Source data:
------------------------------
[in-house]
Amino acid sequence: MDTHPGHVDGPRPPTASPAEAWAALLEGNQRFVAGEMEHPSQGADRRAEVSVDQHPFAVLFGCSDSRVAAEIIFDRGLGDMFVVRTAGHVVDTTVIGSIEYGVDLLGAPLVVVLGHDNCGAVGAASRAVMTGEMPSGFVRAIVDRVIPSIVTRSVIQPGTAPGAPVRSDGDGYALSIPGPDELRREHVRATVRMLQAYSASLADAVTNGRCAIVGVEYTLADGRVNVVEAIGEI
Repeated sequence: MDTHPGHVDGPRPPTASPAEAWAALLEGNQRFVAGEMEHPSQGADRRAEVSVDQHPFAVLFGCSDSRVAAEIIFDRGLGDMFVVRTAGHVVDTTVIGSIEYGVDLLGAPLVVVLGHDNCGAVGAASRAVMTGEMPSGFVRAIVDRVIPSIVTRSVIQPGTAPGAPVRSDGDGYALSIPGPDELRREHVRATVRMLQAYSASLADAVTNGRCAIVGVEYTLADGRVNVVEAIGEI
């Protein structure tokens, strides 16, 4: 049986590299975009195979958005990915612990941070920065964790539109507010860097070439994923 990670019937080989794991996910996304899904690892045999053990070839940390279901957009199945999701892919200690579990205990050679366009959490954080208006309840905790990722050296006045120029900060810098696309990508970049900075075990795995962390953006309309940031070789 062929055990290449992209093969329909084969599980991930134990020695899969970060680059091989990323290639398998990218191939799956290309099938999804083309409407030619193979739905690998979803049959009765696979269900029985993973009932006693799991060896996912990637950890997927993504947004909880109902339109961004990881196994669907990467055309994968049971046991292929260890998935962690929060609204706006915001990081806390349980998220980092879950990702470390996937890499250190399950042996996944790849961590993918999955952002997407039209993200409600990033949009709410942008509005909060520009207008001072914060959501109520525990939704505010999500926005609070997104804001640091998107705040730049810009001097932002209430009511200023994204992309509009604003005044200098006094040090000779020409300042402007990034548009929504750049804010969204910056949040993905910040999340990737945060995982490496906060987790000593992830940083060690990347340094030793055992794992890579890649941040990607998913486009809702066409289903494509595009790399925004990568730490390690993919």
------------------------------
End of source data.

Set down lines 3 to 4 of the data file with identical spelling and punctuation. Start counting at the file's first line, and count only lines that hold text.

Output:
Repeated sequence: MDTHPGHVDGPRPPTASPAEAWAALLEGNQRFVAGEMEHPSQGADRRAEVSVDQHPFAVLFGCSDSRVAAEIIFDRGLGDMFVVRTAGHVVDTTVIGSIEYGVDLLGAPLVVVLGHDNCGAVGAASRAVMTGEMPSGFVRAIVDRVIPSIVTRSVIQPGTAPGAPVRSDGDGYALSIPGPDELRREHVRATVRMLQAYSASLADAVTNGRCAIVGVEYTLADGRVNVVEAIGEI
């Protein structure tokens, strides 16, 4: 049986590299975009195979958005990915612990941070920065964790539109507010860097070439994923 990670019937080989794991996910996304899904690892045999053990070839940390279901957009199945999701892919200690579990205990050679366009959490954080208006309840905790990722050296006045120029900060810098696309990508970049900075075990795995962390953006309309940031070789 062929055990290449992209093969329909084969599980991930134990020695899969970060680059091989990323290639398998990218191939799956290309099938999804083309409407030619193979739905690998979803049959009765696979269900029985993973009932006693799991060896996912990637950890997927993504947004909880109902339109961004990881196994669907990467055309994968049971046991292929260890998935962690929060609204706006915001990081806390349980998220980092879950990702470390996937890499250190399950042996996944790849961590993918999955952002997407039209993200409600990033949009709410942008509005909060520009207008001072914060959501109520525990939704505010999500926005609070997104804001640091998107705040730049810009001097932002209430009511200023994204992309509009604003005044200098006094040090000779020409300042402007990034548009929504750049804010969204910056949040993905910040999340990737945060995982490496906060987790000593992830940083060690990347340094030793055992794992890579890649941040990607998913486009809702066409289903494509595009790399925004990568730490390690993919």